Kosho-ji (Uji), Inside view of the monastery


The Zen Monastery in Uji

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Kosho-ji is a Buddhist temple of the Soto Zen school, located on the riverbank in Uji City in Japan. Its attractiveness originates from its well-tended gardens and a red maple trees alley especially wonderful in autumn. However, more than a touristic asset, the monastery is still in activity and perpetuating the teachings of its founder, master Eihei Dogen.

Almost facing the Byodo-in, but on the opposite side of the river, Kosho-ji provides a very different experience to travelers who dare straying from the tourist crowds. The temple is a place to visit, but also a convent, that succeeds in entertaining one-day visitors while not losing its spiritual focus. It was first founded in 1223 in Kyoto by monk Dogen, the figurehead of the Soto school of Zen Buddhism in Japan. The temple was moved to its current location near 1645 under the impetus of lord Nagai Naomasa.

The access to Koshi-ji is made by one of its highlights, koto-zaka, a steep path bordered by majestic maple 🍁 trees that become blazing red in late November. At the end of the path stands another distinctive feature: the main gate of the temple, with a rounded frame, of Chinese inspiration. Then, the central garden marks the entrance to the temple’s grounds, in a marvelous association of plants and mineral. Most of the temple’s attractions are located at the beginning of the visit.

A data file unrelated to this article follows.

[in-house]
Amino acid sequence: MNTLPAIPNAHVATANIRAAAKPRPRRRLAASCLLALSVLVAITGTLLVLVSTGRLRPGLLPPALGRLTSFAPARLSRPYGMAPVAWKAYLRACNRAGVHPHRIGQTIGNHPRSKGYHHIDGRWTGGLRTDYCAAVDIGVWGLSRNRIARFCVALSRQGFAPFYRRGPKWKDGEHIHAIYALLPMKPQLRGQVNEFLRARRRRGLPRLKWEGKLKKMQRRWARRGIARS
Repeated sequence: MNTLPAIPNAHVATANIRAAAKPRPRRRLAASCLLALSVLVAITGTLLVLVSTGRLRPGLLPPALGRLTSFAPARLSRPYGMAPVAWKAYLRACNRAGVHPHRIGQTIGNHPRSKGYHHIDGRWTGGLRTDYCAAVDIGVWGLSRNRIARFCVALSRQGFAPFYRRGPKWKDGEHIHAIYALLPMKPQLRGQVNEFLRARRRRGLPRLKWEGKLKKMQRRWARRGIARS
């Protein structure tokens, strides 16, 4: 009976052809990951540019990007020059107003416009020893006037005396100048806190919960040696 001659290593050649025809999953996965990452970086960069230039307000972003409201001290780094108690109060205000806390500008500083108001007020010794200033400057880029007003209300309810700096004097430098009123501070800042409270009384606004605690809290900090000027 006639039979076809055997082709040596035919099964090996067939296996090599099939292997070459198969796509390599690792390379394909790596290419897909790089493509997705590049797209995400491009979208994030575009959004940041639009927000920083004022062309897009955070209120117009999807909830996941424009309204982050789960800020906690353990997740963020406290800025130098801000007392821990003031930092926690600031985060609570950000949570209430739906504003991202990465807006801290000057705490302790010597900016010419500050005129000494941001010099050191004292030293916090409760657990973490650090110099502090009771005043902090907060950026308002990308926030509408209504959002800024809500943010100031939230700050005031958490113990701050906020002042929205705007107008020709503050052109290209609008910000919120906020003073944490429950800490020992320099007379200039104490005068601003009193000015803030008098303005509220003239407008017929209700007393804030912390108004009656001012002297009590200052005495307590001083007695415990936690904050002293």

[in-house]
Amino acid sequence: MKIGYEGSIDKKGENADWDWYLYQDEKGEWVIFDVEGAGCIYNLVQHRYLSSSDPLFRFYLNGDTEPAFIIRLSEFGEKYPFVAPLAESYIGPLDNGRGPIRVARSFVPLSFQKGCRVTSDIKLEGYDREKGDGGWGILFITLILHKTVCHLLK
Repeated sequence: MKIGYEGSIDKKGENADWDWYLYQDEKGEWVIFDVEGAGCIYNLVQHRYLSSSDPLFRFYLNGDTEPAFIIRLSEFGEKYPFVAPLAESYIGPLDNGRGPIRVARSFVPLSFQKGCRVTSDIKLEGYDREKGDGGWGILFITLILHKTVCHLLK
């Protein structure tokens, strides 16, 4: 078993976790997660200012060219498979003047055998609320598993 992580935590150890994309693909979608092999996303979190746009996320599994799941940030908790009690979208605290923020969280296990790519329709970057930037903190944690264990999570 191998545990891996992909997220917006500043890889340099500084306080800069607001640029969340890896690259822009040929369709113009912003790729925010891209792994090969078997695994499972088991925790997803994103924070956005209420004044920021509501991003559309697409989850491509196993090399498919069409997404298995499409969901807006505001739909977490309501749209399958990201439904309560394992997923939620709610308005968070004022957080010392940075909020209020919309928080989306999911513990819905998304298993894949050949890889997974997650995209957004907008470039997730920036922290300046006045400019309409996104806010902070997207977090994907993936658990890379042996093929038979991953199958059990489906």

Kosho-ji (Uji), View on the monastery's garden 3

Then, to enter the buildings, ring at the visitors’ reception to be welcomed by a monk in training who collects the entrance fee. We recommend admiring the inner garden with its beautiful koi carps. A little bit further, facing the central pavilion hatto, visitors are invited to look up to see the famous "bloody ceilings." Kosho-ji is indeed one of the five temples of Kyoto prefecture that owns bloody wood boards from the former Fushimi-Momoyama Castle 🏯. The exploration continues through various rooms and mausoleums. One of them shelters a Kannon statue whose particularity is to have one big toe in a slightly upward position, as a sign of the deity’s readiness to go the rescue of anyone in need.

The indoor sightseeing ends in a room dedicated to the practice of Zazen meditation. The main characteristics of the Soto school are long meditation sessions sitting on a small round cushion called zafu, while focusing on breathing, the good posture of the limbs and the spinal cord so as to reach a superior concentration and serenity state. As the temple is also a training center, it is possible to book a meditation session with monks at Kosho-ji.

⬇️ Further down this page, discover our visit guide in Kosho-ji and around.
By Kanpai Updated on January 12, 2024 Kosho-ji